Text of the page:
They say time is money and I agree, but time is easier to control. If you have enough time, you can create money. For many people, free time is more important than money. So let’s consider some ways to create more time in your work schedule and ultimately give you more time for your personal life as well.
More time and more money are very important goals and you can achieve them, but you must be willing to change the way you do some things at work and in life. Take control of your time.
First step: delegation
The biggest factor that helped me achieve success in private practice and create more free time is delegation. Many ODs get stuck in a rut of very low delegation, but you have to take control and push forward with a plan. This single step can make a huge impact on your life. I am a bit of a perfectionist, and I soon realized that if I assigned tasks to my employees, they would not get done exactly the way I would do them. But it was worth giving a little on that point because so much more production occurred! And so much of it occurred without me! I was still able to control the quality of the work by training my staff how to do each task and then supervising them and developing reporting systems so I knew the procedures were getting done.
Don’t just think of delegating optical dispensing and pretesting (although if you do that fully you will have taken a major step in the right direction), but also delegate administrative tasks. If you just started your practice or if it is very small, you will have to increase your delegation gradually, but keep working on that goal. Keep pushing. Delegate more than you have to. Delegate even if you could do it yourself because the goal is to create free time. You will use that free time to a business advantage so don’t think of it as a luxury you can’t afford.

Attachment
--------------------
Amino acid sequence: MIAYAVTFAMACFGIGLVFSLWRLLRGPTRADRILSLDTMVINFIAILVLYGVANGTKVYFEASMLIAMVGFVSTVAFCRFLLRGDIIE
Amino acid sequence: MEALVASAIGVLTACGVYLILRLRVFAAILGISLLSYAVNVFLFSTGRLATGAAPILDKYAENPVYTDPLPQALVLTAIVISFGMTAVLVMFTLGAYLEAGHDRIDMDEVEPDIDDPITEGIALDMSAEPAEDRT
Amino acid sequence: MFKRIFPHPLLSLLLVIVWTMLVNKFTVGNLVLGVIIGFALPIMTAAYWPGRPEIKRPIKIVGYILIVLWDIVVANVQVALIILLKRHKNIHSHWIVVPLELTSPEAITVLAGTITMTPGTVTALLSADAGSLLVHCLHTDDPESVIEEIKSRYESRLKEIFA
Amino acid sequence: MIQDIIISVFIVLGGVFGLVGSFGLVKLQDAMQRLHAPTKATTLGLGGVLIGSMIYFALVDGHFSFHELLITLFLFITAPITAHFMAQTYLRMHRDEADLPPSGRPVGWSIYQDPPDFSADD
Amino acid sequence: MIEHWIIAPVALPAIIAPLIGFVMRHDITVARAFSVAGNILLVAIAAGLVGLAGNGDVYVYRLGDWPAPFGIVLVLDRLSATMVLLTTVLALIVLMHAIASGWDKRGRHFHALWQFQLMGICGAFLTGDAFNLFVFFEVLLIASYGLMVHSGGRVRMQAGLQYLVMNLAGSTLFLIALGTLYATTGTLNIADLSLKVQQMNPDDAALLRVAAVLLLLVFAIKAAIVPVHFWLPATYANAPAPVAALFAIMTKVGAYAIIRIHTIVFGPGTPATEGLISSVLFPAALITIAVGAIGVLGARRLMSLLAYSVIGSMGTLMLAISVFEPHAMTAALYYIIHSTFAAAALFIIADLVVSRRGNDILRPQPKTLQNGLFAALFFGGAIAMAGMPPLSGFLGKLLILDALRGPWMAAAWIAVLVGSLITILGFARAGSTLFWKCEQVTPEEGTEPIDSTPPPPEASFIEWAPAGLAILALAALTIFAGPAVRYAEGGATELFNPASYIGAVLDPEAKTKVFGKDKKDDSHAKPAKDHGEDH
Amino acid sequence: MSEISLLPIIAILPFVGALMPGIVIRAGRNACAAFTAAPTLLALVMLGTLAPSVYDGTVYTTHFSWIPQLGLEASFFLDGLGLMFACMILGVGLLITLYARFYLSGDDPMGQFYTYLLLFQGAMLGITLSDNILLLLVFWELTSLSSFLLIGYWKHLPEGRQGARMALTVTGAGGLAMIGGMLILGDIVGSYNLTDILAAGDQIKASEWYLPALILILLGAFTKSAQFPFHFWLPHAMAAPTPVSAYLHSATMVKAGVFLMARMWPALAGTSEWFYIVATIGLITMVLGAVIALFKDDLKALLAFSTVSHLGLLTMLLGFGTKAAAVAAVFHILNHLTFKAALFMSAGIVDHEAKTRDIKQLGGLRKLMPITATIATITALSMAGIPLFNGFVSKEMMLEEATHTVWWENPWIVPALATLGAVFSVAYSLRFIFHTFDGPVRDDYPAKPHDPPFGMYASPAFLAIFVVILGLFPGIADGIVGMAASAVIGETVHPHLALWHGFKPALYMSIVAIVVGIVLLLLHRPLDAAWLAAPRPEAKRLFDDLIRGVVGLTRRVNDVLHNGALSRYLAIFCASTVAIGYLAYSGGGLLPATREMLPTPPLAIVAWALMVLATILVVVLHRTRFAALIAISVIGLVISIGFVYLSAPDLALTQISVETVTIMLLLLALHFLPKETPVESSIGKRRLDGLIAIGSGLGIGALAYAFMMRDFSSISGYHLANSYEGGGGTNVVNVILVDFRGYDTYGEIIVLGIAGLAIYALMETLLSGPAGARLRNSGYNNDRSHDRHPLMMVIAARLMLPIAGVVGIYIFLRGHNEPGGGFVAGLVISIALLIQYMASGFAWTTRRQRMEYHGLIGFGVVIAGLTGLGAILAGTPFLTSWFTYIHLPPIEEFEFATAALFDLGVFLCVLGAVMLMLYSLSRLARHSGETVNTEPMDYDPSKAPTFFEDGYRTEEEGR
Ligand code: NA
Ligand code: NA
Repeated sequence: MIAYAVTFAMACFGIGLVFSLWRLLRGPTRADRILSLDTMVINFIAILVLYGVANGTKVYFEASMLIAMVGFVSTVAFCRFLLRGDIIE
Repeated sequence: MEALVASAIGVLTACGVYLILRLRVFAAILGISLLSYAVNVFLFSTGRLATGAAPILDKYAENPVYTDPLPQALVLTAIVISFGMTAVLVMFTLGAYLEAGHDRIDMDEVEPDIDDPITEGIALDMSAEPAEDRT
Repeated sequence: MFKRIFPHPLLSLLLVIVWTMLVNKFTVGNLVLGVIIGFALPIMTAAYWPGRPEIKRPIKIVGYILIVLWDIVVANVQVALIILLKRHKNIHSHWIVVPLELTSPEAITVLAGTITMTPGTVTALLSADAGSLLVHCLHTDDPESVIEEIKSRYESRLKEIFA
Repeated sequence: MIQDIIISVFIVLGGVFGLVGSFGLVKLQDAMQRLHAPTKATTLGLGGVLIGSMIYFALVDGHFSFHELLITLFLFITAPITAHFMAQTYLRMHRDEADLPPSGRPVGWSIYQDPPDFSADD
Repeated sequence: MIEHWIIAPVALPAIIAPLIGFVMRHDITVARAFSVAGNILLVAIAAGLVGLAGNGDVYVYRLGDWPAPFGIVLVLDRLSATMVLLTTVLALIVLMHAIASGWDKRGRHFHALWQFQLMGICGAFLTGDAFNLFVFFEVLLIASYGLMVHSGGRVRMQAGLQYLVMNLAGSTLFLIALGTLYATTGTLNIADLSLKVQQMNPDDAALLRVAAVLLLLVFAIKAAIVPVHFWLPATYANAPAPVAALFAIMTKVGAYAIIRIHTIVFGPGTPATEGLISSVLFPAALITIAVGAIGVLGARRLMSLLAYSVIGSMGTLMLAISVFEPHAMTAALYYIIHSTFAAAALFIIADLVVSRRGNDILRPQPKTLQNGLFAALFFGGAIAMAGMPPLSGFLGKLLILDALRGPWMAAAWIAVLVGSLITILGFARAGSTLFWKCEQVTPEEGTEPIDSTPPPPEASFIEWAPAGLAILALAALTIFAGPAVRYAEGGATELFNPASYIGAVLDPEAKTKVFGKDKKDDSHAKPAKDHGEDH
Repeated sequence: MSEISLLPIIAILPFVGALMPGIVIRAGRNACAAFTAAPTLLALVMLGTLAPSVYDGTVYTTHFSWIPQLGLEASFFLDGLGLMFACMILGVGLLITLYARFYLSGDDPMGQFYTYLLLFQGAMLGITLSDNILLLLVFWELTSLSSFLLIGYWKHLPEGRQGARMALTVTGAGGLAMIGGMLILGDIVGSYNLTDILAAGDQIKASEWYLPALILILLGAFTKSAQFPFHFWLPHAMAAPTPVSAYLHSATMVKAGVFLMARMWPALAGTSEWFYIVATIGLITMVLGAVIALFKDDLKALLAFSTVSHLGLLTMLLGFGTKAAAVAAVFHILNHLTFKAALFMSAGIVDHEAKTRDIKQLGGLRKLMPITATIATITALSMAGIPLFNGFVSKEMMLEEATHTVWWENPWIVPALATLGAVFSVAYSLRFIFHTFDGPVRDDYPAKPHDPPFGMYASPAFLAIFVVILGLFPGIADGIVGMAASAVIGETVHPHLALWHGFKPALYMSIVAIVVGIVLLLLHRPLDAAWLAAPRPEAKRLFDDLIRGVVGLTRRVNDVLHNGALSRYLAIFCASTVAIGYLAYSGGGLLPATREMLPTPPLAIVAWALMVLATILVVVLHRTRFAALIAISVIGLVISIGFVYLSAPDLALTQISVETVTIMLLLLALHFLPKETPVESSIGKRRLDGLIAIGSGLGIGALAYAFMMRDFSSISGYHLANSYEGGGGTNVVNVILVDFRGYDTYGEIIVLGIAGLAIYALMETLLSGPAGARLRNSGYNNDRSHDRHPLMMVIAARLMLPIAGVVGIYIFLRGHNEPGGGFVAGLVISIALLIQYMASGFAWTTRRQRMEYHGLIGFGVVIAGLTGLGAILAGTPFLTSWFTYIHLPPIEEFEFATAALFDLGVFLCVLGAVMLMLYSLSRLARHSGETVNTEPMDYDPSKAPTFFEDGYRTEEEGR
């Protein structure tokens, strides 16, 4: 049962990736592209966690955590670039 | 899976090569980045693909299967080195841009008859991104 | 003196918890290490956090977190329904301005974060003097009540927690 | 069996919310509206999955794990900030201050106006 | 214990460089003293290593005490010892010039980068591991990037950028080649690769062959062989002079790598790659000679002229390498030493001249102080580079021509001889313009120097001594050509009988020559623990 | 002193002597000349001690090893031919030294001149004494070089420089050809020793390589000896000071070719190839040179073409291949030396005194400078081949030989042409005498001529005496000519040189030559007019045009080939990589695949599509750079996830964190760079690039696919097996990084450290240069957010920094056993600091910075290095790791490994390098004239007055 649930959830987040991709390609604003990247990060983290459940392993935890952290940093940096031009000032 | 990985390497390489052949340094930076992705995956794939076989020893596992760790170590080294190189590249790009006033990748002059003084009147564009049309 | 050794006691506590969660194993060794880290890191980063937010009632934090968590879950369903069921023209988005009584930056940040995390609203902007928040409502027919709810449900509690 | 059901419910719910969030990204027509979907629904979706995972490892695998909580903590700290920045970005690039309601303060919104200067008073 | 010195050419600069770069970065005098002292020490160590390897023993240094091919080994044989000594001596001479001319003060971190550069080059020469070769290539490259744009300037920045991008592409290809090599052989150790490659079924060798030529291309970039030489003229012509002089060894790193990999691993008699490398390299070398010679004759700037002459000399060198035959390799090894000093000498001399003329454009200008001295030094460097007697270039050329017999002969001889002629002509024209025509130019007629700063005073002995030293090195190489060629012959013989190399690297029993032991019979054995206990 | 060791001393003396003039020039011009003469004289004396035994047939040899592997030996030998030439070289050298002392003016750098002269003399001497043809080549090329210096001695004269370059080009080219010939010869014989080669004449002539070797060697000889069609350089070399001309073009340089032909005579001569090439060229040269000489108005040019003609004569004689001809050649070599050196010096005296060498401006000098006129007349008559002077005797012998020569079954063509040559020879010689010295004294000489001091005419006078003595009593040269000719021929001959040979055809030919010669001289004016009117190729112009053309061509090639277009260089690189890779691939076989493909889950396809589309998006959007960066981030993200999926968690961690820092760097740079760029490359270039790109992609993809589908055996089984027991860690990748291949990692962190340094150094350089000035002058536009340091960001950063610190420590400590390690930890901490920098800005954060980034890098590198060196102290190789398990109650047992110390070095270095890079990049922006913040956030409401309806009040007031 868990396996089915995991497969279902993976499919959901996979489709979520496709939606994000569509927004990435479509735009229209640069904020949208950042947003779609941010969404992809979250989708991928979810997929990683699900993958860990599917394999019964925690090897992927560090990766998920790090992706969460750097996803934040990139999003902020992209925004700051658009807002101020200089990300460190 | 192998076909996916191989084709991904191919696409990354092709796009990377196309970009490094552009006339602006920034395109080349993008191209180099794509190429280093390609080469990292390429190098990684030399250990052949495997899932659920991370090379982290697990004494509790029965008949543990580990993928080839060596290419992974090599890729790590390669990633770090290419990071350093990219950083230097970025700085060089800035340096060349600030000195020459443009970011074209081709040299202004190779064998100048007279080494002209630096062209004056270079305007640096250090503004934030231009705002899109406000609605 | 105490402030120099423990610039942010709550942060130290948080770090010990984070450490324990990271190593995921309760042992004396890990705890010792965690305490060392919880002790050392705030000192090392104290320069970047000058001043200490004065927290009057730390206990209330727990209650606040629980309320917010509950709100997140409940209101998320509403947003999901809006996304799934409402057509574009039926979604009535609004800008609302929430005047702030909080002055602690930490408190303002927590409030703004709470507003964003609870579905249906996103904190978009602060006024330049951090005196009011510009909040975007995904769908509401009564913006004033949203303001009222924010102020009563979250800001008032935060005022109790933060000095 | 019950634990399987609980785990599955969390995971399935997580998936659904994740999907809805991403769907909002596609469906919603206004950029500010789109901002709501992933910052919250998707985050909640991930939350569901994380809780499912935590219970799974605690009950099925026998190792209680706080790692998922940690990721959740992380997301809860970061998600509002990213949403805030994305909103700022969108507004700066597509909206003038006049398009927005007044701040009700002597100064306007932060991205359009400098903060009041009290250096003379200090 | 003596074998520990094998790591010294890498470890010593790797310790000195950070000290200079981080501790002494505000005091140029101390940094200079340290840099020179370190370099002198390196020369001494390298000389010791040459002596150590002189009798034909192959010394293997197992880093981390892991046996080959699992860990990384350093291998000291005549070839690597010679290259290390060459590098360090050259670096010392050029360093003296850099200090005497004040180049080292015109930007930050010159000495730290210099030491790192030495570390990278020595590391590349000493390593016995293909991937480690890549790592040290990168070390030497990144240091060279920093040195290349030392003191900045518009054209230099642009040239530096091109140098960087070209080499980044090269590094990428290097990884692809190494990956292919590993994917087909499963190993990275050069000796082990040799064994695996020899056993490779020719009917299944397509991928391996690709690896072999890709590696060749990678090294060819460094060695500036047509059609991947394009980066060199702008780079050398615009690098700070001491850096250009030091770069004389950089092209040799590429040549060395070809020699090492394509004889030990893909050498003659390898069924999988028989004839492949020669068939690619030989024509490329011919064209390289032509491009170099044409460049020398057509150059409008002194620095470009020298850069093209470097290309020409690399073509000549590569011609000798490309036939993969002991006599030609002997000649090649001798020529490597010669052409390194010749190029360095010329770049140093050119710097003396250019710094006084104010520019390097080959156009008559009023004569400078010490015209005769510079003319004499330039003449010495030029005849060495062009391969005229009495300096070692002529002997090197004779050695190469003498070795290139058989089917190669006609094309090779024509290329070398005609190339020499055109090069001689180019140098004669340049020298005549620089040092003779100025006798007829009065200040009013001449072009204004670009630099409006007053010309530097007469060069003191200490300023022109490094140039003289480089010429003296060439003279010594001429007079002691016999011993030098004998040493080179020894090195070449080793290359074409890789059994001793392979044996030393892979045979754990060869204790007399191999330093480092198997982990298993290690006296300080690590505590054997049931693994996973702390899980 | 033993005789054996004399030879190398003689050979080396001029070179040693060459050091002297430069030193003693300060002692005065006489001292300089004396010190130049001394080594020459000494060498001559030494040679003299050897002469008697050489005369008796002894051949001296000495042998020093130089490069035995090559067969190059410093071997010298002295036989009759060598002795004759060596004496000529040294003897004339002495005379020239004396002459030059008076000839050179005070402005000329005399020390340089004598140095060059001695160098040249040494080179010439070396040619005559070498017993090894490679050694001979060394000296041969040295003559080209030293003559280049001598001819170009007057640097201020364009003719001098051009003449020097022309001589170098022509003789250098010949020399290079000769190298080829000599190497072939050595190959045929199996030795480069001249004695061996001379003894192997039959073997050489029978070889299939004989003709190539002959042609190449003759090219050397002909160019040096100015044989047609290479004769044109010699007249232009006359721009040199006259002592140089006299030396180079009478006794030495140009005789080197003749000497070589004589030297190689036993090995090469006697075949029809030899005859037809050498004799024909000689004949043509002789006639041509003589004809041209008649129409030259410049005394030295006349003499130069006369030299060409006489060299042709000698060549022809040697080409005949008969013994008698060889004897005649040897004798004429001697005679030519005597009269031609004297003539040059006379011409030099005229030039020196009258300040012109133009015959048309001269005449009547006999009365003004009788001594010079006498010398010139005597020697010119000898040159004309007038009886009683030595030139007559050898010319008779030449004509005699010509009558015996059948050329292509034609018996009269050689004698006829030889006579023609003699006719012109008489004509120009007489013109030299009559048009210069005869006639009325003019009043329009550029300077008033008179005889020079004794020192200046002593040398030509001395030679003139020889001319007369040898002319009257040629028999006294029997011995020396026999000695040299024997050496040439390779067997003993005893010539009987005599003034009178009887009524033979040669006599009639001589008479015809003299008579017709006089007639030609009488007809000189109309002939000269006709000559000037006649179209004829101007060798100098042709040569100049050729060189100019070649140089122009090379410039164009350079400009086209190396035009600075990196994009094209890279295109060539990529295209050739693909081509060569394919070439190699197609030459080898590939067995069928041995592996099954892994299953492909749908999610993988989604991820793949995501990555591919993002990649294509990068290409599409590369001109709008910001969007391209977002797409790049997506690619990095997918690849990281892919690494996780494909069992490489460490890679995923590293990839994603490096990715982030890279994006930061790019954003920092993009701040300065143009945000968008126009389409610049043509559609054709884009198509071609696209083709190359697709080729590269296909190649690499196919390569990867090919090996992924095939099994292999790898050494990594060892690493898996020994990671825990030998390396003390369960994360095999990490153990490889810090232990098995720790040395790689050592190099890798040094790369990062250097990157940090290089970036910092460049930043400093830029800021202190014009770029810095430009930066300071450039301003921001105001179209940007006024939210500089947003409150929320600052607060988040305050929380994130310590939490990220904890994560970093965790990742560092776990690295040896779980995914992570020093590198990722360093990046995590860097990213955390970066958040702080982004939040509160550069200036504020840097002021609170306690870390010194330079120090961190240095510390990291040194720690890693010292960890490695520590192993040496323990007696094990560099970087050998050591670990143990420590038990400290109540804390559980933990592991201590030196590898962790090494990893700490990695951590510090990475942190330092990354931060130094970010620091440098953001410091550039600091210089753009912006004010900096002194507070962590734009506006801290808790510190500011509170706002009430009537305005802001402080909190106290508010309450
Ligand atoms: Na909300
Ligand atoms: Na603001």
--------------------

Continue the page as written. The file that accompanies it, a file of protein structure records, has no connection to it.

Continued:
Second step: more staff
In order to delegate more, you must have people to delegate to. If your current staff is stretched thin, you can’t give them more tasks. My advice: hire another employee. Make it a full-timer. Rearrange duties with your existing staff to give them tasks they are good at. Don’t be in a position where if somebody quits you will be in a tough spot (and someone will quit). Try to be slightly overstaffed!
Don’t worry about the increase in payroll cost (at least not too much). The good news is that you get to pay for staff over time. You may hire a new employee with an annual salary of $40,000, but you get to pay for that asset in smaller amounts on paydays.
Third step: more efficiency
Find ways to be more efficient at everything you do in your office. That might be doing eye exams, ordering eyeglasses, or paying bills. If you do not see a large number of patients, see them in fewer days per week. Do routine exams quickly and let your staff handle much of it. See if you can create two full days per week when you don’t see any patients at all, but do not reduce your revenue production. Come into the office on these free days and work all day on new ideas.
Fourth step: create money
Finally, let’s use the new time you just created to produce more revenue. Money should still be a big goal for you, because if you had enough money, you could work even less. How do you create money? Make your practice busier is a good way to start. If you just had some free time, you could think of new ways to grow. Here are a few ideas to get you started:
Work on marketing projects.
Find ways to get more referrals from other health care professionals. Start by visiting them.
Start a safety eyeglass program for local industry.
Start your own vision plan for local business that don’t offer one.
Go to the local nursing homes and do eye exams.
Support your community through civic organizations.
Open a branch office far away from your main office.
Buy a practice in another town from an OD who is retiring.
Merge your practice with another doctor who has a philosophy like yours.
Find ways to cut your lab bills and other expenses in a major way.
Pursue an optometric specialty, like myopia control or sports vision.
There really are unlimited concepts you can pursue if you just had the time.
Best wishes for continued success,
Neil B. Gailmard, OD, MBA, FAAO
Editor, Optometric Management Tip of the Week
Dr. Gailmard's new book, Practice Management in Optometry: A Blueprint for Success Based on the Optometric Management Tip of the Week, is now available on Amazon.